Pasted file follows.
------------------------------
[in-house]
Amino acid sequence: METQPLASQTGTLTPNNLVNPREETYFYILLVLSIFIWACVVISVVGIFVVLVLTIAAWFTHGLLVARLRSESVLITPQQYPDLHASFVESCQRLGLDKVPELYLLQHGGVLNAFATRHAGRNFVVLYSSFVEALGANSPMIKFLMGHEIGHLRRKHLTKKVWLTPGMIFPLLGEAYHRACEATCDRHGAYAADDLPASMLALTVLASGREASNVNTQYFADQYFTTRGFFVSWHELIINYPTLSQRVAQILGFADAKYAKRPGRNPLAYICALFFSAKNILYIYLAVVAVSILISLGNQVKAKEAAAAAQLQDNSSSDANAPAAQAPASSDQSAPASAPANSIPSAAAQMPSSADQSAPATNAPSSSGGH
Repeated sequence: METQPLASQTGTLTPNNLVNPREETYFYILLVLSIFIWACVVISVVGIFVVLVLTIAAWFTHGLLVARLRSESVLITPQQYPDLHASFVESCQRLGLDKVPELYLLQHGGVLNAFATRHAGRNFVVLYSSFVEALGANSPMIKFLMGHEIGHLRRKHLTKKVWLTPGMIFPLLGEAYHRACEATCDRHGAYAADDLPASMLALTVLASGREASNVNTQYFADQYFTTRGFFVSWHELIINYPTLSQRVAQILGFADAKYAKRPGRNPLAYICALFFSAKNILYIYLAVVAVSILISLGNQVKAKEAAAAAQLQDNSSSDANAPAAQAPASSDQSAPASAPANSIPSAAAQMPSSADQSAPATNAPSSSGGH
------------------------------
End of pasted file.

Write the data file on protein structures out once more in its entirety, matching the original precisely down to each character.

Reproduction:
[in-house]
Amino acid sequence: METQPLASQTGTLTPNNLVNPREETYFYILLVLSIFIWACVVISVVGIFVVLVLTIAAWFTHGLLVARLRSESVLITPQQYPDLHASFVESCQRLGLDKVPELYLLQHGGVLNAFATRHAGRNFVVLYSSFVEALGANSPMIKFLMGHEIGHLRRKHLTKKVWLTPGMIFPLLGEAYHRACEATCDRHGAYAADDLPASMLALTVLASGREASNVNTQYFADQYFTTRGFFVSWHELIINYPTLSQRVAQILGFADAKYAKRPGRNPLAYICALFFSAKNILYIYLAVVAVSILISLGNQVKAKEAAAAAQLQDNSSSDANAPAAQAPASSDQSAPASAPANSIPSAAAQMPSSADQSAPATNAPSSSGGH
Repeated sequence: METQPLASQTGTLTPNNLVNPREETYFYILLVLSIFIWACVVISVVGIFVVLVLTIAAWFTHGLLVARLRSESVLITPQQYPDLHASFVESCQRLGLDKVPELYLLQHGGVLNAFATRHAGRNFVVLYSSFVEALGANSPMIKFLMGHEIGHLRRKHLTKKVWLTPGMIFPLLGEAYHRACEATCDRHGAYAADDLPASMLALTVLASGREASNVNTQYFADQYFTTRGFFVSWHELIINYPTLSQRVAQILGFADAKYAKRPGRNPLAYICALFFSAKNILYIYLAVVAVSILISLGNQVKAKEAAAAAQLQDNSSSDANAPAAQAPASSDQSAPASAPANSIPSAAAQMPSSADQSAPATNAPSSSGGH